Household growth over the next 20 years could potentially spur new home demand to an even greater extent than the Baby Boomers in the 1970s.
“The good news for housing production is that this new generation already outnumbers that of the baby boomers at the same ages. With even a modest lift from immigration, the echo-boom generation will grow even larger as its members move into the prime household formation years,” reported the Joint Center’s annual State of the Nation’s Housing report.
Declining households were a significant contributor to the fall off in first-time buyers at the end of the last decade. Just 600,000 to 800,000 net new households were formed each year between 2007 and 2011, the lowest levels since the 1940s. If annual growth had instead remained in the 1.2-1.3 million range averaged over the four previous years, there would have been at least 1.8 million-and possibly up to 2.8 million-additional US households in 2011.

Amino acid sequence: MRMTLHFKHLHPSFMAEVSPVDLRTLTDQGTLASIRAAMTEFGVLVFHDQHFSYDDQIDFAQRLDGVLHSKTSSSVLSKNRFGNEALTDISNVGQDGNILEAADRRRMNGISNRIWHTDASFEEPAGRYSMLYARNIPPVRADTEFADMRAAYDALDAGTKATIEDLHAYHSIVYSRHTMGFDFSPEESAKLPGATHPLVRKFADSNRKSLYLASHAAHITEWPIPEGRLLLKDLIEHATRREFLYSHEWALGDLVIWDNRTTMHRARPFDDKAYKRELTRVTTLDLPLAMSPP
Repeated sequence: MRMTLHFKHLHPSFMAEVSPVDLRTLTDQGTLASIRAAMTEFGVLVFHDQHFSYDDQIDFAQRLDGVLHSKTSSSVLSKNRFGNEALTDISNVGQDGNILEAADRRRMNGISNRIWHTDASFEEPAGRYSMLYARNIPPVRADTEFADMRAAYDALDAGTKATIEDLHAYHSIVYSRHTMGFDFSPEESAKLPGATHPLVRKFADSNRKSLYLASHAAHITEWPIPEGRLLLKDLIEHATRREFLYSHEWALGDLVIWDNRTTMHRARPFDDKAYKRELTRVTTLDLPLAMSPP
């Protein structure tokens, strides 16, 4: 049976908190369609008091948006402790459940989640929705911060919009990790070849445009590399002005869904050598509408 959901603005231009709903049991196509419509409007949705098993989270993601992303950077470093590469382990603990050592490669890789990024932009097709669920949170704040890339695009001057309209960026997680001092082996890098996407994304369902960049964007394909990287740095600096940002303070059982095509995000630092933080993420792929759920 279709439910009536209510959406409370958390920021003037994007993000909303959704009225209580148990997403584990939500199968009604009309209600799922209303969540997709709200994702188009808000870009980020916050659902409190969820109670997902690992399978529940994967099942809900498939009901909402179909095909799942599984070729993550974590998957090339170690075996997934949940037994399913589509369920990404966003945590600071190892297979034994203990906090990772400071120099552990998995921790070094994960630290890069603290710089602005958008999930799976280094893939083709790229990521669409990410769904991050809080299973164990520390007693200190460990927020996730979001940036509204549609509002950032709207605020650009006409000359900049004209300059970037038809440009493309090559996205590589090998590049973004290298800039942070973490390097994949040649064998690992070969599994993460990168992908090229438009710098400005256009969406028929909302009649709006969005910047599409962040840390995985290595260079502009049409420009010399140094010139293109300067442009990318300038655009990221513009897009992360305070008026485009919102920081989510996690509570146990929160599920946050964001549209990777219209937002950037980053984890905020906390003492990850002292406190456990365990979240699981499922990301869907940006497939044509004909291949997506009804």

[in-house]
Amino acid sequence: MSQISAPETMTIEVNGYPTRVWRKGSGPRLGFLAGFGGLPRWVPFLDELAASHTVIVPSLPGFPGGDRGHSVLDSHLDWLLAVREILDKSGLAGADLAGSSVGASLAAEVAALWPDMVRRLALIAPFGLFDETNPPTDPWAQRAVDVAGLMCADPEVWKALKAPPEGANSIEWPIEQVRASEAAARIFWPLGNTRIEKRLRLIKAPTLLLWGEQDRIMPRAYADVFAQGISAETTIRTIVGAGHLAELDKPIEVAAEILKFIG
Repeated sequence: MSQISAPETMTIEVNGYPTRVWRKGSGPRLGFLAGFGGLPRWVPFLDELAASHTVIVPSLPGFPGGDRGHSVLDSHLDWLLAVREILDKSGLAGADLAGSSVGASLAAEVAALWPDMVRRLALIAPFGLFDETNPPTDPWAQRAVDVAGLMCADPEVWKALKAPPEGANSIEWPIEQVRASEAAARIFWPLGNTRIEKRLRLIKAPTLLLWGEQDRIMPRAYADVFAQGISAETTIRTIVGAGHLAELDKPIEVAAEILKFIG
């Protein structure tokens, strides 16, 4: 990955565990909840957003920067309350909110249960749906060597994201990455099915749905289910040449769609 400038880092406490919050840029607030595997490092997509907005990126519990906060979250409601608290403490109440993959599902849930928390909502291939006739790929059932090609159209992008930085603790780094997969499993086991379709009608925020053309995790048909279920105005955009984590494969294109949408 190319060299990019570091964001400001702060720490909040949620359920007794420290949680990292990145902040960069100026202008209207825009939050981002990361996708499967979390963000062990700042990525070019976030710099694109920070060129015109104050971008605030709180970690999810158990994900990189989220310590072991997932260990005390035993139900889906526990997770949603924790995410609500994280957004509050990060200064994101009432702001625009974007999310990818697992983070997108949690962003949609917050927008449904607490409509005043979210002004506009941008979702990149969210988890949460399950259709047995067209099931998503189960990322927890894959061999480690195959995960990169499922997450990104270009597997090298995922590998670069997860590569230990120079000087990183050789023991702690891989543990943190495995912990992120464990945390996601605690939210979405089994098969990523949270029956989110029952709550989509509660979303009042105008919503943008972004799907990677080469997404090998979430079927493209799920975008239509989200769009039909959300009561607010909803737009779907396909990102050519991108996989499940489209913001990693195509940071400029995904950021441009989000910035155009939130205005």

However, even the pending decline in the Baby Boomer population won’t be enough to offset the combination of echo boomers and immigrants. Over the longer term, trends in population growth and immigration should balance out any short-run fluctuations in household headship rates, the report said. At 84.7 million strong in 2010, the echo-boom generation is already larger than the baby-boom generation at similar ages and is likely to grow even larger as new immigrants arrive. The oldest of the echo boomers, who turned 25 in 2010, are only now beginning to form their own households. This large cohort will be the primary driver of new household formations over the next two decades.
Meanwhile, the baby boomers will continue to push up the number of senior households for years to come as they replace the much smaller pre-boom generation in the older age groups. While the boomers will eventually release a large number of housing units onto the market, this process will not be a significant issue for another 20 years.
Even with the new household growth, homeownership will to continue to decline in the short term, largely due to the backlog of foreclosures. The number of loans in the foreclosure process remains high despite an 8.5 percent decline from the 2.1 million peak in 2010. More promisingly, though, the number of loans 90 or more days past due fell almost steadily from 2.3 million at the end of 2009 to 1.3 million in the first quarter of 2012.